BACKGROUND

SBC News, 1 December 2018:

The NSW public has a right to know whether a senior government executive, fired over her alleged involvement in the Murray-Darling water theft scandal, received a six-figure payout, the opposition says.

A report into water theft in the Murray-Darling Basin, released on Thursday, confirmed that along with top bureaucrat Gavin Hanlon's public resignation, a second executive was fired for her role in the alleged misconduct.

AAP understands the senior executive is a former National Party staffer and irrigation lobbyist, who was appointed to a senior job within the Department of Primary Industries in 2015.

Opposition water spokesman Chris Minns said the Berejiklian government should confess whether the executive had received a golden handshake on her way out the door......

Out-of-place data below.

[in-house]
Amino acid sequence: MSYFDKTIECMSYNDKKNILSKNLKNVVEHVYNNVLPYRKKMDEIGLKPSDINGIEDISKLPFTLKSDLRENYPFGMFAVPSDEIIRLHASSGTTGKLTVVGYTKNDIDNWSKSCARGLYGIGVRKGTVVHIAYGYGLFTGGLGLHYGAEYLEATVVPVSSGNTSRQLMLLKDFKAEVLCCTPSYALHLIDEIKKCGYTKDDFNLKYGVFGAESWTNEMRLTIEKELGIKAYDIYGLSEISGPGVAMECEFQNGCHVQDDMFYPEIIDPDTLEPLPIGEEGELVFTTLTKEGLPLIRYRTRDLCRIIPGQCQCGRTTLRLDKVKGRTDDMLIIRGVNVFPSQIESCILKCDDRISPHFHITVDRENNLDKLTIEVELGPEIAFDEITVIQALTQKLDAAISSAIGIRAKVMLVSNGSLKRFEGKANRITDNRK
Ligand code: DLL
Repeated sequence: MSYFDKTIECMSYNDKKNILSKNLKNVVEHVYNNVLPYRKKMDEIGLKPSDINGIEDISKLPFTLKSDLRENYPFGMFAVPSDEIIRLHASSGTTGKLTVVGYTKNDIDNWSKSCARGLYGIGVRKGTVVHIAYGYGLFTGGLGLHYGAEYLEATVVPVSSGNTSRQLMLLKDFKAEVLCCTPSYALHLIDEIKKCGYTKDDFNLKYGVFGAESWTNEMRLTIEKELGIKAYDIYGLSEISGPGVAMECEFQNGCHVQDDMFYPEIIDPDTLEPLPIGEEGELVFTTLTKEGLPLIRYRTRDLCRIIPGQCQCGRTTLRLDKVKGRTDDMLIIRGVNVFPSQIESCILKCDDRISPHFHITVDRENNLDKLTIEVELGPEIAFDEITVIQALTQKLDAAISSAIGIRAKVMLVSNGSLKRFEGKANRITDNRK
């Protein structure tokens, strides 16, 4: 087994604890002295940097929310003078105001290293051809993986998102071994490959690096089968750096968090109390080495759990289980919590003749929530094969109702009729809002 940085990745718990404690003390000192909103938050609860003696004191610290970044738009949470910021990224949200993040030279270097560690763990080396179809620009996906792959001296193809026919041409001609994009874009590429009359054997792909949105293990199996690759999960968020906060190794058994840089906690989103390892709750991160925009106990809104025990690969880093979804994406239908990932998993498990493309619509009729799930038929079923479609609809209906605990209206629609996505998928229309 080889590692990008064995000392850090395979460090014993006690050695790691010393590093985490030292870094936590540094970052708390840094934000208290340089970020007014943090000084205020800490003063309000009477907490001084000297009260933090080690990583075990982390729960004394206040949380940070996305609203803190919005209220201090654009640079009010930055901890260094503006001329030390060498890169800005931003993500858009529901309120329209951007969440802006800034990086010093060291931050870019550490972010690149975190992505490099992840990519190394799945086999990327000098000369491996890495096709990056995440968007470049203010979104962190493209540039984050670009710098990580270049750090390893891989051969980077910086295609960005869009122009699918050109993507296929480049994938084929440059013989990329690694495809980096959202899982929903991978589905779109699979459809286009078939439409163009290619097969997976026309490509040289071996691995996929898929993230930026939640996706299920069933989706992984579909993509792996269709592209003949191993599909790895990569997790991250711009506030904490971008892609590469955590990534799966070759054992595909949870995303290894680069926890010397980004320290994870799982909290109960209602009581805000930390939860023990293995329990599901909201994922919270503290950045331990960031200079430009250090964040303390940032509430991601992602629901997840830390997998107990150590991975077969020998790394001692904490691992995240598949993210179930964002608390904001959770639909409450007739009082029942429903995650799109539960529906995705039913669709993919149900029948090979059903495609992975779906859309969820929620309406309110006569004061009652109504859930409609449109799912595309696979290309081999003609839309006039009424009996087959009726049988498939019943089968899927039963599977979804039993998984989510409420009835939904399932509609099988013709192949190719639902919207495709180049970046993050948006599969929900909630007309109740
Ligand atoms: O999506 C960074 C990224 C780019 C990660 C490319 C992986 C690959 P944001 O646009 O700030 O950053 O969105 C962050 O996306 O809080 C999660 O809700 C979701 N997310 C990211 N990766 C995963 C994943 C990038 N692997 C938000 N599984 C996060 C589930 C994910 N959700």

In September, NSW Minister for Primary Industries Niall Blair said misconduct proceedings had started against Mr Hanlon.

Mr Hanlon was forced to resign as the Department of Industry director general in September following allegations of misconduct, including promising to share internal government documents with irrigation lobbyists in 2016.

Thursday's independent investigation into NSW water management and compliance report, authored by Ken Matthews, said the second senior executive is alleged to have also been involved in the teleconference.

According to her LinkedIn profile, the executive was a policy officer for lobby group Southern River Irrigators between 2011 and 2013 before becoming an advisor to federal senator Simon Birmingham for a year......

Thursday's report comes less than a week after both NSW and Queensland were slammed by a Murray-Darling Basin Authority (MDBA) review into water theft and regulation.